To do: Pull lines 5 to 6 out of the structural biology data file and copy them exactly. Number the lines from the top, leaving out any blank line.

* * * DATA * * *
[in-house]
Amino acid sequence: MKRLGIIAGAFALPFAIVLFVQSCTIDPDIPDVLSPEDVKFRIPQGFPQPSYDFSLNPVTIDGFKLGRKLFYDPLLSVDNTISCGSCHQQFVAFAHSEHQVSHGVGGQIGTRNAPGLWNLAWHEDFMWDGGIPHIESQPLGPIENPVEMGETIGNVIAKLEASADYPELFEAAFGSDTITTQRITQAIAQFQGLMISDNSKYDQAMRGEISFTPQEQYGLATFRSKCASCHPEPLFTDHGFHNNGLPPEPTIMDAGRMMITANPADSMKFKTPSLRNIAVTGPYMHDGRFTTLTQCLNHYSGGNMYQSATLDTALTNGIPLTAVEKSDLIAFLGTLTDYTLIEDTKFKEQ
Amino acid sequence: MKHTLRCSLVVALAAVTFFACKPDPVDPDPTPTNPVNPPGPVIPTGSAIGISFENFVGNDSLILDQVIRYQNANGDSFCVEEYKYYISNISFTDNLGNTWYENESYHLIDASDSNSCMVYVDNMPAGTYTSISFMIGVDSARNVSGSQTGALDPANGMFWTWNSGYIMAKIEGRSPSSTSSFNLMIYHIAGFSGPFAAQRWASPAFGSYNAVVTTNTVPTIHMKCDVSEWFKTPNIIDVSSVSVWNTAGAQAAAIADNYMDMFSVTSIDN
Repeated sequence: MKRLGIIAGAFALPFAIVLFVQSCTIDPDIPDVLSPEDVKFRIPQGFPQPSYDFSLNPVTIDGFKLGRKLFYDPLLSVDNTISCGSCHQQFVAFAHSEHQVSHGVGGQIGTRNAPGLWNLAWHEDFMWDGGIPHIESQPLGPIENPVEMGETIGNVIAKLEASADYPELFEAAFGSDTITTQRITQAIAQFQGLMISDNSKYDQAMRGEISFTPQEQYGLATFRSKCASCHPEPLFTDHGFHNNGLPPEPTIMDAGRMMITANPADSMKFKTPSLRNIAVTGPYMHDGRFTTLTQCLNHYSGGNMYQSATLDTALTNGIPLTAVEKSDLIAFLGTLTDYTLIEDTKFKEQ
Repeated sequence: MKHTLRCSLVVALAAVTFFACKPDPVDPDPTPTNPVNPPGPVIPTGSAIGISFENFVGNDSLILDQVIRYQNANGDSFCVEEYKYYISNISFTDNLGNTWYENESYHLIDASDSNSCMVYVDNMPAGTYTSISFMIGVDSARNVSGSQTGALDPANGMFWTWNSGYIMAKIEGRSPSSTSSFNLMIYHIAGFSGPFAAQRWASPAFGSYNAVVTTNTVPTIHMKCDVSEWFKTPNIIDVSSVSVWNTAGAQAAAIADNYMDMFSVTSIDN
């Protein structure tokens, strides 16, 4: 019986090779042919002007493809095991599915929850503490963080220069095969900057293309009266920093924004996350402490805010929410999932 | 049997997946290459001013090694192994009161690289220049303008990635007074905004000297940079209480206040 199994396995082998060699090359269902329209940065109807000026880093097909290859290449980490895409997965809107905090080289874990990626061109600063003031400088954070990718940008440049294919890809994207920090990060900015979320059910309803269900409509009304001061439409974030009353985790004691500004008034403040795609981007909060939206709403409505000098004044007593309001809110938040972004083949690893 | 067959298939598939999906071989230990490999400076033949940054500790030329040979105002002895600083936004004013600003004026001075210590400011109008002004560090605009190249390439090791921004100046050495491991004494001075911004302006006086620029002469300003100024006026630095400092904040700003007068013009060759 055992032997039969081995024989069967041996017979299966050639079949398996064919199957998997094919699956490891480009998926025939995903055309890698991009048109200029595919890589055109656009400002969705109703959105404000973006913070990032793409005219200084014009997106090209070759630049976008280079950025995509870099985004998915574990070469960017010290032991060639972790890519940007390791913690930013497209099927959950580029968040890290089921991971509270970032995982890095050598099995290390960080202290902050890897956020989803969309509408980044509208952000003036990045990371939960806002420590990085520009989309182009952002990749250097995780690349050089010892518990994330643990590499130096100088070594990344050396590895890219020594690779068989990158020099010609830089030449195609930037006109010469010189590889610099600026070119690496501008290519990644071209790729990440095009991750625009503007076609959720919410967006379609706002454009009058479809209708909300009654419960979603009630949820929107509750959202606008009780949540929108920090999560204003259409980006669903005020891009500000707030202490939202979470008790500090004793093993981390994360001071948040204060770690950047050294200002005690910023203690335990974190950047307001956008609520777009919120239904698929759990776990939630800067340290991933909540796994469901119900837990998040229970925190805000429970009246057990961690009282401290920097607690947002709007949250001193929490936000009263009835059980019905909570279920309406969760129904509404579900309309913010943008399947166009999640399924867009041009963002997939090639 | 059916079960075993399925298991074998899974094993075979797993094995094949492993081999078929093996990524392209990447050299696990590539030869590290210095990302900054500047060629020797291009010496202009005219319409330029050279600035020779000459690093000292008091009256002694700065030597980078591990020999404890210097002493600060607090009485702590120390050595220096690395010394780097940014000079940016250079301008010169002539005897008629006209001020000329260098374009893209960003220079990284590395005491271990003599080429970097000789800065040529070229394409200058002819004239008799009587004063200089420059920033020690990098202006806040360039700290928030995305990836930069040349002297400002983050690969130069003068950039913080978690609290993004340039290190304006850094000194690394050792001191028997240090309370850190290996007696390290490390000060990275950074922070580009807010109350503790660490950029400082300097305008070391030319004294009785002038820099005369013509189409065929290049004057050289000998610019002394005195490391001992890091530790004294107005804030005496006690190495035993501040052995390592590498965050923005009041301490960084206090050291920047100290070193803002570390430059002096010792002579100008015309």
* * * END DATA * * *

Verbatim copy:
Repeated sequence: MKHTLRCSLVVALAAVTFFACKPDPVDPDPTPTNPVNPPGPVIPTGSAIGISFENFVGNDSLILDQVIRYQNANGDSFCVEEYKYYISNISFTDNLGNTWYENESYHLIDASDSNSCMVYVDNMPAGTYTSISFMIGVDSARNVSGSQTGALDPANGMFWTWNSGYIMAKIEGRSPSSTSSFNLMIYHIAGFSGPFAAQRWASPAFGSYNAVVTTNTVPTIHMKCDVSEWFKTPNIIDVSSVSVWNTAGAQAAAIADNYMDMFSVTSIDN
């Protein structure tokens, strides 16, 4: 019986090779042919002007493809095991599915929850503490963080220069095969900057293309009266920093924004996350402490805010929410999932 | 049997997946290459001013090694192994009161690289220049303008990635007074905004000297940079209480206040 199994396995082998060699090359269902329209940065109807000026880093097909290859290449980490895409997965809107905090080289874990990626061109600063003031400088954070990718940008440049294919890809994207920090990060900015979320059910309803269900409509009304001061439409974030009353985790004691500004008034403040795609981007909060939206709403409505000098004044007593309001809110938040972004083949690893 | 067959298939598939999906071989230990490999400076033949940054500790030329040979105002002895600083936004004013600003004026001075210590400011109008002004560090605009190249390439090791921004100046050495491991004494001075911004302006006086620029002469300003100024006026630095400092904040700003007068013009060759 055992032997039969081995024989069967041996017979299966050639079949398996064919199957998997094919699956490891480009998926025939995903055309890698991009048109200029595919890589055109656009400002969705109703959105404000973006913070990032793409005219200084014009997106090209070759630049976008280079950025995509870099985004998915574990070469960017010290032991060639972790890519940007390791913690930013497209099927959950580029968040890290089921991971509270970032995982890095050598099995290390960080202290902050890897956020989803969309509408980044509208952000003036990045990371939960806002420590990085520009989309182009952002990749250097995780690349050089010892518990994330643990590499130096100088070594990344050396590895890219020594690779068989990158020099010609830089030449195609930037006109010469010189590889610099600026070119690496501008290519990644071209790729990440095009991750625009503007076609959720919410967006379609706002454009009058479809209708909300009654419960979603009630949820929107509750959202606008009780949540929108920090999560204003259409980006669903005020891009500000707030202490939202979470008790500090004793093993981390994360001071948040204060770690950047050294200002005690910023203690335990974190950047307001956008609520777009919120239904698929759990776990939630800067340290991933909540796994469901119900837990998040229970925190805000429970009246057990961690009282401290920097607690947002709007949250001193929490936000009263009835059980019905909570279920309406969760129904509404579900309309913010943008399947166009999640399924867009041009963002997939090639 | 059916079960075993399925298991074998899974094993075979797993094995094949492993081999078929093996990524392209990447050299696990590539030869590290210095990302900054500047060629020797291009010496202009005219319409330029050279600035020779000459690093000292008091009256002694700065030597980078591990020999404890210097002493600060607090009485702590120390050595220096690395010394780097940014000079940016250079301008010169002539005897008629006209001020000329260098374009893209960003220079990284590395005491271990003599080429970097000789800065040529070229394409200058002819004239008799009587004063200089420059920033020690990098202006806040360039700290928030995305990836930069040349002297400002983050690969130069003068950039913080978690609290993004340039290190304006850094000194690394050792001191028997240090309370850190290996007696390290490390000060990275950074922070580009807010109350503790660490950029400082300097305008070391030319004294009785002038820099005369013509189409065929290049004057050289000998610019002394005195490391001992890091530790004294107005804030005496006690190495035993501040052995390592590498965050923005009041301490960084206090050291920047100290070193803002570390430059002096010792002579100008015309």